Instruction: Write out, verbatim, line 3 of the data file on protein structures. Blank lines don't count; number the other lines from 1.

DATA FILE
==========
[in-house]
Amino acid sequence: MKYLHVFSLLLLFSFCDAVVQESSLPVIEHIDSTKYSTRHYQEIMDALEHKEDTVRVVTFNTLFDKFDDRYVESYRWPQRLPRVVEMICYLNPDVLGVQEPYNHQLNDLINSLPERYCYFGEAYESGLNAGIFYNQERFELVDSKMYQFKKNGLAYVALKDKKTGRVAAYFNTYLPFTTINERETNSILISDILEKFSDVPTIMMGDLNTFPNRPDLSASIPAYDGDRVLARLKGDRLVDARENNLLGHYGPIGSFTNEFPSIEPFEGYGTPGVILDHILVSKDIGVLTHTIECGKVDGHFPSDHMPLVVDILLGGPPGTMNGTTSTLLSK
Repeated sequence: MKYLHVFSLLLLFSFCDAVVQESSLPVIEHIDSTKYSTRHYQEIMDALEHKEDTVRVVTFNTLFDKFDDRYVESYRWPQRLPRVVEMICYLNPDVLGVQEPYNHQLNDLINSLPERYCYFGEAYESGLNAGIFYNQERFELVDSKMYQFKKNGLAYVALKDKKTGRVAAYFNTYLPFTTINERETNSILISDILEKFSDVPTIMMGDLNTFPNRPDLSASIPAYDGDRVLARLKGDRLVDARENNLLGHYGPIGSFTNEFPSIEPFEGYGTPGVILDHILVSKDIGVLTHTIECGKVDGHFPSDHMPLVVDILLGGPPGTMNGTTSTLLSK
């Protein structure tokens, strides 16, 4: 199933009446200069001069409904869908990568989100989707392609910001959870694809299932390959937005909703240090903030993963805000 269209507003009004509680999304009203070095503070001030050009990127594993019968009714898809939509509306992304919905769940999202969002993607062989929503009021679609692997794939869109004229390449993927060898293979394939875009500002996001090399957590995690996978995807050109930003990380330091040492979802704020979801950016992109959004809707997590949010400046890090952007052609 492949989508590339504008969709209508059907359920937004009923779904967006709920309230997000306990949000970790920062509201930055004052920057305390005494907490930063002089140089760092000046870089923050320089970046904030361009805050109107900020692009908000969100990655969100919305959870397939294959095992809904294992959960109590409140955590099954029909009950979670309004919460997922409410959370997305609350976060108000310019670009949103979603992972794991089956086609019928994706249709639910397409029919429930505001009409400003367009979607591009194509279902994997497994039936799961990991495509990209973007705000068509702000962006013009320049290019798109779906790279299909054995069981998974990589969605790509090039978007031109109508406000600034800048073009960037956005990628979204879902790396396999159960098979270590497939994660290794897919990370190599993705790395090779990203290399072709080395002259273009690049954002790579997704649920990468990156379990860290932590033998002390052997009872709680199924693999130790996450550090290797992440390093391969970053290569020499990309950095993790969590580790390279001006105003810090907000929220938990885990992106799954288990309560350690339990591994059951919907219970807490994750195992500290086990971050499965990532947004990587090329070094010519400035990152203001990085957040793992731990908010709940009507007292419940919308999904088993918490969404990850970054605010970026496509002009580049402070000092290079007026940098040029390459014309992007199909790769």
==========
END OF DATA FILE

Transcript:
Repeated sequence: MKYLHVFSLLLLFSFCDAVVQESSLPVIEHIDSTKYSTRHYQEIMDALEHKEDTVRVVTFNTLFDKFDDRYVESYRWPQRLPRVVEMICYLNPDVLGVQEPYNHQLNDLINSLPERYCYFGEAYESGLNAGIFYNQERFELVDSKMYQFKKNGLAYVALKDKKTGRVAAYFNTYLPFTTINERETNSILISDILEKFSDVPTIMMGDLNTFPNRPDLSASIPAYDGDRVLARLKGDRLVDARENNLLGHYGPIGSFTNEFPSIEPFEGYGTPGVILDHILVSKDIGVLTHTIECGKVDGHFPSDHMPLVVDILLGGPPGTMNGTTSTLLSK